Fewer People Are Proud To Be Americans, Poll Shows & The Numbers Are Telling

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The Fourth of July is just a couple of days away, and now is usually the time you'd expect every store within a 50-mile radius to run out of plastic cups and red-white-and-blue napkins. But don't be surprised if this year brings less celebration than usual. A new Gallup poll shows that Americans are less patriotic than in previous years.

Overall, the Gallup poll shows a record low percentage of Americans who identified themselves as "extremely proud" of their nationality, coming in at 47 percent, compared with 51 percent in 2017. This is lower than at any other time in the 18 years since the group has conducted the poll.

The highest the country has seen this number in the last two decades was in 2003, when the "extremely proud" percentage hit 70. Since then, the percentage of people who responded this way has steadily declined since. Gallup's 2018 poll was conducted between June 1 and 13, and surveyed 1,520 Americans.

Notably, over the last five years, the percentage of Americans who said they were "extremely proud" has declined significantly. In that period, every subgroup has seen their numbers go down in the area, but it's been most drastic among women, 18-to-49-year-olds; nonwhites; and the college educated. In the last year, men were the only subgroup to not see a decline in "extremely proud" Americans. (As CNN notes, an MTV poll from May also found that younger generations feel the label "patriotic" applies more to their parents' generation than to them.)

The trend has continued since President Donald Trump took office. "The decline preceded the election of Donald Trump but has accelerated in the past year," reads the report.

The level of reported pride among Americans also varies greatly by their political party. The poll shows that, while only 32 percent of Democrats are "extremely proud," a whopping 74 percent of Republicans are, the highest that number has been in years. Gallup notes this partisan divide is consistent throughout history, and persisted throughout the Obama administration. But what's most shocking is that the divide itself has nearly tripled in the last five years, going from a 15-percent gap in 2013 to a 42-percent gap in 2018.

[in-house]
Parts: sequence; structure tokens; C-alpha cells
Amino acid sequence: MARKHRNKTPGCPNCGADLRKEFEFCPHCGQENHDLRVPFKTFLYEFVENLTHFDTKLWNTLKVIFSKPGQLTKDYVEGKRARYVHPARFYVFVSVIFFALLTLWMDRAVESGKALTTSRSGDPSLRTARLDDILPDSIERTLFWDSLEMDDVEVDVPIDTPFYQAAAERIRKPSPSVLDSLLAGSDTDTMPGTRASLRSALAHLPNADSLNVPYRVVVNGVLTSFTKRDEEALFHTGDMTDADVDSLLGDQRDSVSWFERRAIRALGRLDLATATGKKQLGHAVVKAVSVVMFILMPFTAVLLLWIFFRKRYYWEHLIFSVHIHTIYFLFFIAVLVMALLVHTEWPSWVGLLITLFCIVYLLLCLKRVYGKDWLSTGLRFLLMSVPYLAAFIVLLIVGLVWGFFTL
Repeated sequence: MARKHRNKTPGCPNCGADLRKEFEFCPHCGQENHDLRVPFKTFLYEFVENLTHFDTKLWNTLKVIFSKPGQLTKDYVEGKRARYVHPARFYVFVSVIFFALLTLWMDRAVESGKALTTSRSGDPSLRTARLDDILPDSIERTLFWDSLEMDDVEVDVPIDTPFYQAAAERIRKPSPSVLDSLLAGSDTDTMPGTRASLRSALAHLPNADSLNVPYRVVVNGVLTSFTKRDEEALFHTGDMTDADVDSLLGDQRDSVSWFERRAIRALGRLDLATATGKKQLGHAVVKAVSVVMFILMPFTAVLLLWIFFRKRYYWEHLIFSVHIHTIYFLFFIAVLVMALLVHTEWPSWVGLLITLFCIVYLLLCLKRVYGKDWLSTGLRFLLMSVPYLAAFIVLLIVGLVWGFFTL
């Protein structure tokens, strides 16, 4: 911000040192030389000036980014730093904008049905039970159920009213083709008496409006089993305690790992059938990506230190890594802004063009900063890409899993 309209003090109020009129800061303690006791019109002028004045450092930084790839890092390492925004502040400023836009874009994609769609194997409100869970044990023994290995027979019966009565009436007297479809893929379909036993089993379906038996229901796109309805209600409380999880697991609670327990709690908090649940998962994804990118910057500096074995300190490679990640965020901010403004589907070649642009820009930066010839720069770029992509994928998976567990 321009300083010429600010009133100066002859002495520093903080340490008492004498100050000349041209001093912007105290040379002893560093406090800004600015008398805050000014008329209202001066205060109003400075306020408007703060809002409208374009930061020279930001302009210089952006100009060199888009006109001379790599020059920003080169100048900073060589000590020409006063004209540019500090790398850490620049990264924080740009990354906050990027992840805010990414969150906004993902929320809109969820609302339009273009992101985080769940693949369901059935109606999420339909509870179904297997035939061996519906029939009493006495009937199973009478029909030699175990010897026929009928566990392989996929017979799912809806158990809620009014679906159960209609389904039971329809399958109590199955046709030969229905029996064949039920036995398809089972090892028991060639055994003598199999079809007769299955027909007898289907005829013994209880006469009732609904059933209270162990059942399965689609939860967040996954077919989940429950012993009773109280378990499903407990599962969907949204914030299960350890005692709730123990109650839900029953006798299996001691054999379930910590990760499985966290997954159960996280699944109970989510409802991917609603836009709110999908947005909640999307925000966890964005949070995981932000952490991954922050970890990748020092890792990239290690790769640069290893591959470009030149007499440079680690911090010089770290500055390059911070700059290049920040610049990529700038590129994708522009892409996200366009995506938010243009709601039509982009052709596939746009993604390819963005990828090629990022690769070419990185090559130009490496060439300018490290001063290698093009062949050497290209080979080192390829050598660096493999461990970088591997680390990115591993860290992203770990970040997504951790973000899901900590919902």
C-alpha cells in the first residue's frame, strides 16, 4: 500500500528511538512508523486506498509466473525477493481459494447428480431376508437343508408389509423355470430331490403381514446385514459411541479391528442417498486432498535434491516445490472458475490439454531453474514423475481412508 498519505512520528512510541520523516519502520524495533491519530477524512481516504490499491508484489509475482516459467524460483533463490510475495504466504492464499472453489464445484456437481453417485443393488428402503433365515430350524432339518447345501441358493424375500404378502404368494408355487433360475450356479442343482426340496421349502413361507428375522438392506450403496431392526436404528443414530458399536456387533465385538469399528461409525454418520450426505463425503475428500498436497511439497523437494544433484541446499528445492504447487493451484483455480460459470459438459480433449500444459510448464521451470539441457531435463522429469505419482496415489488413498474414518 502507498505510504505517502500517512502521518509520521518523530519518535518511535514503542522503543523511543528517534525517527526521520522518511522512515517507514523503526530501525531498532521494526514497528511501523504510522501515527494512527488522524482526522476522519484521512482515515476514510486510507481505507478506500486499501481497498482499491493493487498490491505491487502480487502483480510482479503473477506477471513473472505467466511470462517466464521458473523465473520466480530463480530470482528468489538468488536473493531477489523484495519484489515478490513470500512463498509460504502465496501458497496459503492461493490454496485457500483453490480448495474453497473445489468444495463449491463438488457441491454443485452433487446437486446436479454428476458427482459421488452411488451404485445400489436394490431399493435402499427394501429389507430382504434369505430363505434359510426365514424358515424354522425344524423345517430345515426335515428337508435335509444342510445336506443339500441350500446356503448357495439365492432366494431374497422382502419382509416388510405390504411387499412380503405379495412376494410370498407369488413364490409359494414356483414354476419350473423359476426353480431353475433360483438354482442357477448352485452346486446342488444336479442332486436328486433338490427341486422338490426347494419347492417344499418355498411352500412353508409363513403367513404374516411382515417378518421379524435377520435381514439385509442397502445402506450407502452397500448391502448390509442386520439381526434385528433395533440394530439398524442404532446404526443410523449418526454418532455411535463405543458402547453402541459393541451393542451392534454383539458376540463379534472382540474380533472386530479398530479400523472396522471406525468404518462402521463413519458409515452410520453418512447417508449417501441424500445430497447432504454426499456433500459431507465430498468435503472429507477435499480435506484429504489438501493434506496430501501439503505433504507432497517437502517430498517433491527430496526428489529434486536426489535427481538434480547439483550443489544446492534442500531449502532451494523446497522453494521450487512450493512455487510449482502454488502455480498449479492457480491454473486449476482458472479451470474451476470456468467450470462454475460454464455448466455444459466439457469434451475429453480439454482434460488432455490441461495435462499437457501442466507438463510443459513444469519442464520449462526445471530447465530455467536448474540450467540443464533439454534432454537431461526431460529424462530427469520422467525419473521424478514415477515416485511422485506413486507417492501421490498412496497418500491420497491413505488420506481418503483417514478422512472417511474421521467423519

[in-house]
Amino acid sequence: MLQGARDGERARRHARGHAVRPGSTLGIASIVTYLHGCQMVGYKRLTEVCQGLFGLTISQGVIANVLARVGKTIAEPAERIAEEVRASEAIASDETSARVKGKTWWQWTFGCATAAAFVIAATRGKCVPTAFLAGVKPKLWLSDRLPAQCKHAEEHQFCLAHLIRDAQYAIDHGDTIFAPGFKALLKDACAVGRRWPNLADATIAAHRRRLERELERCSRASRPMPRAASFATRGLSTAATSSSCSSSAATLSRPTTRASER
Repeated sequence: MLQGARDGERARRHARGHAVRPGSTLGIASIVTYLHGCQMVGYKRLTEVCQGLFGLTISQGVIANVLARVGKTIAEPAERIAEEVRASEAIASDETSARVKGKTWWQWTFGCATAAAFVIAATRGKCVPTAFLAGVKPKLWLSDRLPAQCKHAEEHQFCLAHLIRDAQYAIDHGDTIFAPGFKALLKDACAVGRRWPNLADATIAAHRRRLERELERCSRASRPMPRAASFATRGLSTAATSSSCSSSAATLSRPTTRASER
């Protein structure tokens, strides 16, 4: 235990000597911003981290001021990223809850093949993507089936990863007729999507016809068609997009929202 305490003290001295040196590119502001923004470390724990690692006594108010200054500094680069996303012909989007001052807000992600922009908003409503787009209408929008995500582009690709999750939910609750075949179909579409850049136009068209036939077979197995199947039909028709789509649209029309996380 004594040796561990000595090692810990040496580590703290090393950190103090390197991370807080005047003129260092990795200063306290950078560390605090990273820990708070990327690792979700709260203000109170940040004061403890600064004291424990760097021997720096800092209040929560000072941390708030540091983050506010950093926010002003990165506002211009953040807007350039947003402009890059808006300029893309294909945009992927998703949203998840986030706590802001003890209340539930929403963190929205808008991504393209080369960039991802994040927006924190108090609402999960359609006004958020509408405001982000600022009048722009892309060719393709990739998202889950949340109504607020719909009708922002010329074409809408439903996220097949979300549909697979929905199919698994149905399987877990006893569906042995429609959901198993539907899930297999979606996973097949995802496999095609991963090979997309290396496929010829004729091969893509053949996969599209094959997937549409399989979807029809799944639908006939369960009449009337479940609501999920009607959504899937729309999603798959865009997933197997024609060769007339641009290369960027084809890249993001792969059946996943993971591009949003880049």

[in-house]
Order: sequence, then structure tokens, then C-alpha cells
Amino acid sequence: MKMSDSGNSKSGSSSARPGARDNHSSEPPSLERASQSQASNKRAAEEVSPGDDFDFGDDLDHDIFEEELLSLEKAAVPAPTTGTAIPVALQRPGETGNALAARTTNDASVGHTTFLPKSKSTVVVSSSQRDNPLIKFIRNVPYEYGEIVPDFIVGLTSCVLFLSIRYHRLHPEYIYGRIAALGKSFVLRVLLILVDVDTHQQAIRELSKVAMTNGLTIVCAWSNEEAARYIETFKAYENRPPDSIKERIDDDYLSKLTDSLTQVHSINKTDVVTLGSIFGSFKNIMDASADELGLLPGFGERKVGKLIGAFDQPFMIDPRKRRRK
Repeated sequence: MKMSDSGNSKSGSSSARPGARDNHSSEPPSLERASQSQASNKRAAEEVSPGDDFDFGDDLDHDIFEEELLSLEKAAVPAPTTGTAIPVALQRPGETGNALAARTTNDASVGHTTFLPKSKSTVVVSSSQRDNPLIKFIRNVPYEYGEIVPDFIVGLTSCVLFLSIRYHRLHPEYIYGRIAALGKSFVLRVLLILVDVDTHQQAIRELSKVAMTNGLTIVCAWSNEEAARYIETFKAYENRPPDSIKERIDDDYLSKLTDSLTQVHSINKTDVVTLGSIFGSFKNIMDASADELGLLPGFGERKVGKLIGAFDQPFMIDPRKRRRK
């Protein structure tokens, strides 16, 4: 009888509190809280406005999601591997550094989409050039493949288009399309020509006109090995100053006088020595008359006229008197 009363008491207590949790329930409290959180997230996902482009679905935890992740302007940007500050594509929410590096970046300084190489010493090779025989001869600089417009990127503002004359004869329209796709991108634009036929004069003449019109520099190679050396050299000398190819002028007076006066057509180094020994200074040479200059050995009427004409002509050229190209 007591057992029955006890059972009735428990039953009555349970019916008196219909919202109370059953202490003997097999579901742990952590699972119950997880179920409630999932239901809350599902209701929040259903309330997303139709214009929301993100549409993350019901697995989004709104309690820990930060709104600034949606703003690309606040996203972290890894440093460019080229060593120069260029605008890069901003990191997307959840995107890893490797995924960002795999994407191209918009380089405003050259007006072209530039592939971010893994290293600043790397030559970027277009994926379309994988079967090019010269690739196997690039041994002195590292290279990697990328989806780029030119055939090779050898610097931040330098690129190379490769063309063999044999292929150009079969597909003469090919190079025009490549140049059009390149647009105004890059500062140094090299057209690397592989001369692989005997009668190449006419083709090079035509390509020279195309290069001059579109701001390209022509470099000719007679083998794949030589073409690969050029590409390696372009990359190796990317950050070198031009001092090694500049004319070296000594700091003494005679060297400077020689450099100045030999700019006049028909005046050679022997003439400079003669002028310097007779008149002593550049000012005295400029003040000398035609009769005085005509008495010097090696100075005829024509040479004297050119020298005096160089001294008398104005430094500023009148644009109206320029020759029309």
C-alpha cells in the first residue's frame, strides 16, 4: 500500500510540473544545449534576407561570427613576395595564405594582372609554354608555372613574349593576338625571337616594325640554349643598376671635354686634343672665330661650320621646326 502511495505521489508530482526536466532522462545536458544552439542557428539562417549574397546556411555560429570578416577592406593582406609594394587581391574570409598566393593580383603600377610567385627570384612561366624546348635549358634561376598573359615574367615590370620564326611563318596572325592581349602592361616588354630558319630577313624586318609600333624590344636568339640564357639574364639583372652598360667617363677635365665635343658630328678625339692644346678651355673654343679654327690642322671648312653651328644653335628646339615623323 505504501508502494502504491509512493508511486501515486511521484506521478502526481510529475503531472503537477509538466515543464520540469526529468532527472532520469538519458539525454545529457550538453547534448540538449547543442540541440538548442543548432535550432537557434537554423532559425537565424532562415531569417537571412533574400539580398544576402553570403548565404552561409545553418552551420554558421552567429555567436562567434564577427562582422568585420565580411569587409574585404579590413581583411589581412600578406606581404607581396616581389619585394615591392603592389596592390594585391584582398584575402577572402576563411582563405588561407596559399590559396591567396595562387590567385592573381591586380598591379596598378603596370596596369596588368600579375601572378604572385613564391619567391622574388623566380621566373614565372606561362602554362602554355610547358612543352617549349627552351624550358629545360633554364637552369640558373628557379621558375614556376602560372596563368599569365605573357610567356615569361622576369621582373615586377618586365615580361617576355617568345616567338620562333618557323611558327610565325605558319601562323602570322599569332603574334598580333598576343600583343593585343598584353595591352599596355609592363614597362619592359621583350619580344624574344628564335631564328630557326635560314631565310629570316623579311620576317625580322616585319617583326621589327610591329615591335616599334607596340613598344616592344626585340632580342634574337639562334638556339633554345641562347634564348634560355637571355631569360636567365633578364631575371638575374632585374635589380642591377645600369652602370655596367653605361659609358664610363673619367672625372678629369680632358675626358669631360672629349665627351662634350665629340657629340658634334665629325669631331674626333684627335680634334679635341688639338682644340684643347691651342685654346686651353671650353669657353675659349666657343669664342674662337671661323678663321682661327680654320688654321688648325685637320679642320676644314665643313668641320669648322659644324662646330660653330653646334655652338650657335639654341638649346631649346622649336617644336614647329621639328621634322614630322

That Republicans are experiencing their proudest moment in the last two decades is understandable in some ways. Currently, Republicans hold majority rule in both houses of Congress and in the White House. And following the retirement of Supreme Court Justice Anthony Kennedy last week, whose successor will presumably be conservative, Republicans continue to enjoy a stronghold on the country's decision-making power.

The poll's disparity among party respondents was consistent with the findings of USA Today/Ipsos poll, also published July 2. While this poll found that the majority of respondents were proud to be American, though not necessarily proud of the country, the gap was significant among Republicans, Democrats, and Independents. The poll, conducted June 26-27, surveyed just over 1,000 Americans.

Trump's approval ratings have also seen some remarkably figures. Just last week, the president touted his ratings in the polls, though it's unclear what it was he was bragging about. As of writing, FiveThirtyEight's composite poll shows him with a 41.9 percent approval rating and a 52.1 percent disapproval rating. (He's claimed in the the past that polls are off by a substantial number of percentage points, but there's no reason to suggest that's the case.) With a net negative approval rating consistent during his tenure in office thus far, ranking as the most unpopular president in modern history, examining Trump's ratings by state also shows how entire chunks of the country have flipped from overall positive to negative.

It's unclear whether the polls' findings, released amidst a wave of state primaries, reflect on how the country plans to vote in the upcoming midterm elections in November. But it's certainly not the most inspiring news about the country's patriotism just in time for Independence Day.